When Marriage Works.

Via Edie Lazenby
on May 29, 2012
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couple love marriage

How learning from a broken heart lead me to my best friend.

Speaking for Myself.

My most recent heartbreak left me on my own at the age of 35.

The relationship I was in was ridiculous, on the whole. The man I was with, on-and-off, for four years had a seemingly pleasant personality on the surface, yet he undermined me every step of the way. I accepted his behavior because that felt like love to me.

On my part, I was needy and insecure. I wrote inane letters to explain what those needs were (as if I knew) and how they weren’t being met.

When I finally left, I moved in with two good friends. My neediness found a home.

I would linger in the hallway to see who would or could talk to me.

The best thing about my ex-boyfriend was not what he gave me, but how I grew and learned from our relationship.

I’d had my heart broken a few times before. I firmly believe that before marriage everyone should have the heart ripped out at least once.

I knew I could leave.

We tried couple’s counseling.

I remember seeing myself through his eyes. My revelation was that I was someone who asked to be walked on and I did not like whom I saw. That was the moment I knew I could leave.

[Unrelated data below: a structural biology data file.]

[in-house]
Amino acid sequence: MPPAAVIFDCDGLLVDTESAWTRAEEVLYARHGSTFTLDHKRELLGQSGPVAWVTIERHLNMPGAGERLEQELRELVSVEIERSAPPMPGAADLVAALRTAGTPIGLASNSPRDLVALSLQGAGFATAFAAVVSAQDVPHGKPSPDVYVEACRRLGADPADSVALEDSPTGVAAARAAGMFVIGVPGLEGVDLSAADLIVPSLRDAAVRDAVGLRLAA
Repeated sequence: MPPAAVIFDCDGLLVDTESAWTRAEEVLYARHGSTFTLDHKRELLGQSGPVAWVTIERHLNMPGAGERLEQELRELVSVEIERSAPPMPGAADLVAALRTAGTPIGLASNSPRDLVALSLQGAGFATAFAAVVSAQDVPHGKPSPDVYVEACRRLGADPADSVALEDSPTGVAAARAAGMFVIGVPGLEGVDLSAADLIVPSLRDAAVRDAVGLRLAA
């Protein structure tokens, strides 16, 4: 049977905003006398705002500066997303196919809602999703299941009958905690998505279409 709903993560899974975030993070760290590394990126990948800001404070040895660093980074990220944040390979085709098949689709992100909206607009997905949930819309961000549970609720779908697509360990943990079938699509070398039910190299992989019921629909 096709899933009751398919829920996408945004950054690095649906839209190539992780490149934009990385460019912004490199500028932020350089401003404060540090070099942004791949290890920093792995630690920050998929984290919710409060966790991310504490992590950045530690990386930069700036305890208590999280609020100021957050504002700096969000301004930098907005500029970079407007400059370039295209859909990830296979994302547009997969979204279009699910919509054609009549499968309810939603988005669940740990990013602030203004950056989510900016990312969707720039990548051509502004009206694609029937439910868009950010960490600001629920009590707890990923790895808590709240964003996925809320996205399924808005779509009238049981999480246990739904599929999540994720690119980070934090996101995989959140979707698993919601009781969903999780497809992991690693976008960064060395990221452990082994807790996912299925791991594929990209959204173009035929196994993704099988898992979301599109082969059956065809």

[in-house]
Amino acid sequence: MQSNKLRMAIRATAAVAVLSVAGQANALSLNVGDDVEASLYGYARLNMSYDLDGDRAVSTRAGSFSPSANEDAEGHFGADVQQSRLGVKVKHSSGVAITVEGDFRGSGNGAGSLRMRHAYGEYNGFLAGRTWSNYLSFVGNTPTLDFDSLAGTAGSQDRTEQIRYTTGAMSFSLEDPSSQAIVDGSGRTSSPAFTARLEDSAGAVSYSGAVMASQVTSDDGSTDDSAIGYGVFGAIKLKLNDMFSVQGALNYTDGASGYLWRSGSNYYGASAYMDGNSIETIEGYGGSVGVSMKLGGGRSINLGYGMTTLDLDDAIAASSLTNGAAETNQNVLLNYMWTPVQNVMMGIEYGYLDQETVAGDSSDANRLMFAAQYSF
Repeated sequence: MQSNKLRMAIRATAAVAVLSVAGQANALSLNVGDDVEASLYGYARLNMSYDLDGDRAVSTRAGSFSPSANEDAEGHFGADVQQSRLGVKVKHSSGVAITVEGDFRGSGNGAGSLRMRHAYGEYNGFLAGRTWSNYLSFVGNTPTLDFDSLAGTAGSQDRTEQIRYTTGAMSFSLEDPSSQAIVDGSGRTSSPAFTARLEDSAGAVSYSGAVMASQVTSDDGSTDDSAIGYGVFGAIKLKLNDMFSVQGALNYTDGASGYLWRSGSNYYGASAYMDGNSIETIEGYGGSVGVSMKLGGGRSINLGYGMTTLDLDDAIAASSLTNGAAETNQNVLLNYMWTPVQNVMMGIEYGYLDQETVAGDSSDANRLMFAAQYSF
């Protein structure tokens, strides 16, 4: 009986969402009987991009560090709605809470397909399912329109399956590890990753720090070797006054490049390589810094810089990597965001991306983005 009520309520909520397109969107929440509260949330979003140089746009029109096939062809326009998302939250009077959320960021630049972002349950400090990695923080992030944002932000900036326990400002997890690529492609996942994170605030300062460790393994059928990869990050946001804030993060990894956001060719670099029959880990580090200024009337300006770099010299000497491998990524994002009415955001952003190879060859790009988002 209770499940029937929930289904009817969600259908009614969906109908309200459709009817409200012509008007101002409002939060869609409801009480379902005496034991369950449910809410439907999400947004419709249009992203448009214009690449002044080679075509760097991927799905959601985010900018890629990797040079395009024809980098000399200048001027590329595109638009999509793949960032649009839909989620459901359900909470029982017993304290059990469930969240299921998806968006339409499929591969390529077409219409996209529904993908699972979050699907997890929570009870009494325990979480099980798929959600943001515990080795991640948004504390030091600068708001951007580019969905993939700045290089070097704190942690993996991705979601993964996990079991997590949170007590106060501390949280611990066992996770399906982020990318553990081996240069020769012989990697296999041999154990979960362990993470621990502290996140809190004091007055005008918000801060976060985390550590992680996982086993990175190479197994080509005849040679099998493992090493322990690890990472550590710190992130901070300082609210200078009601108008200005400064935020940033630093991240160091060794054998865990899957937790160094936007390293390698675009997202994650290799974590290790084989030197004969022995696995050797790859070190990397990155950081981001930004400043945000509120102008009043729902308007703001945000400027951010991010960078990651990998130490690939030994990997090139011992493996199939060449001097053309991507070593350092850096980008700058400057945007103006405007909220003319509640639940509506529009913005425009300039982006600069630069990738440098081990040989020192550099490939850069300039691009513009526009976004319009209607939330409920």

I grew stronger and he crumbled. I also saw that he could not stand up on his own.

Many have said that if you don’t love yourself it is difficult to love another. Love tends to be imperfect.

We do our best. We learn how relationships work from our parents. Not all parents do their best, but I like to think most try to. All families have dysfunction, some more than others.

Then we become adults, and learn what we don’t know.

In AA they say you go through it till you grow through it. I have been married 15 years. I married at the age of 37.

I assumed we’d have children but for various reasons (a topic for another article) we did not. In fact, all I knew I wanted, as a kid, was to be a mother.

Marriage freaked me out. Some people always have a partner. I did not.

I had long periods of being single. This period was shorter. Healing was quicker, easier. I knew the path. And I did want to share my life with someone.

I was in AA at the time—meaning I went to meetings.

I still don’t drink and I don’t go to meetings, but I am not still recovering. I healed.

Now I have other places that need healing of course, but I don’t believe I have to be in recovery for life. I believe healing is constant because we all hurt.

I went shopping.

When I was shopping, as it were, I wasn’t looking for security or romance. I was looking for a friend.

I was around lots of men. I entertained each friend as having potential.

I did not care what he looked like or how much money he made. I was looking for things like compassion, empathy, intelligence and curiosity.

My husband is a gentle man. He has never treated me with disrespect.

I cannot say that about most men I have been involved with but maybe that says more about me.

He is smart. I am the chatterbox. He is quiet. I like being around people.

We have four cats and no kids. Had we had kids I know what has been smooth sailing for the most part would not have been so smooth.

He is my best friend.

We give each other space and freedom.